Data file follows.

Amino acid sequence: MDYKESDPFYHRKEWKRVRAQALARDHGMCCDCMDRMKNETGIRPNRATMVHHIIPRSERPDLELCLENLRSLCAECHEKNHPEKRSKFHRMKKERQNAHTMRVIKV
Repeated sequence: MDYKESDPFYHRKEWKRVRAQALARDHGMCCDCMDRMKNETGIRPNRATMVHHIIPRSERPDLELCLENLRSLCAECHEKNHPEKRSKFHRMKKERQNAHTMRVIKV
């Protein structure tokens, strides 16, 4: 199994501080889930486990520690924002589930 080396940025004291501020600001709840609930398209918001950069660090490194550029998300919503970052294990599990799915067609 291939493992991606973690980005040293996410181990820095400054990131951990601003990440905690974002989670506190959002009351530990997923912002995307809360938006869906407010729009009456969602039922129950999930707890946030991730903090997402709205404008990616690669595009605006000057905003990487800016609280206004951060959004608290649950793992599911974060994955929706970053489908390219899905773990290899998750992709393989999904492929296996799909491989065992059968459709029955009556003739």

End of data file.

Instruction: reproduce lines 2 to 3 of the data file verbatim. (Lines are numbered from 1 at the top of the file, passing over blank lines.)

Repeated sequence: MDYKESDPFYHRKEWKRVRAQALARDHGMCCDCMDRMKNETGIRPNRATMVHHIIPRSERPDLELCLENLRSLCAECHEKNHPEKRSKFHRMKKERQNAHTMRVIKV
């Protein structure tokens, strides 16, 4: 199994501080889930486990520690924002589930 080396940025004291501020600001709840609930398209918001950069660090490194550029998300919503970052294990599990799915067609 291939493992991606973690980005040293996410181990820095400054990131951990601003990440905690974002989670506190959002009351530990997923912002995307809360938006869906407010729009009456969602039922129950999930707890946030991730903090997402709205404008990616690669595009605006000057905003990487800016609280206004951060959004608290649950793992599911974060994955929706970053489908390219899905773990290899998750992709393989999904492929296996799909491989065992059968459709029955009556003739």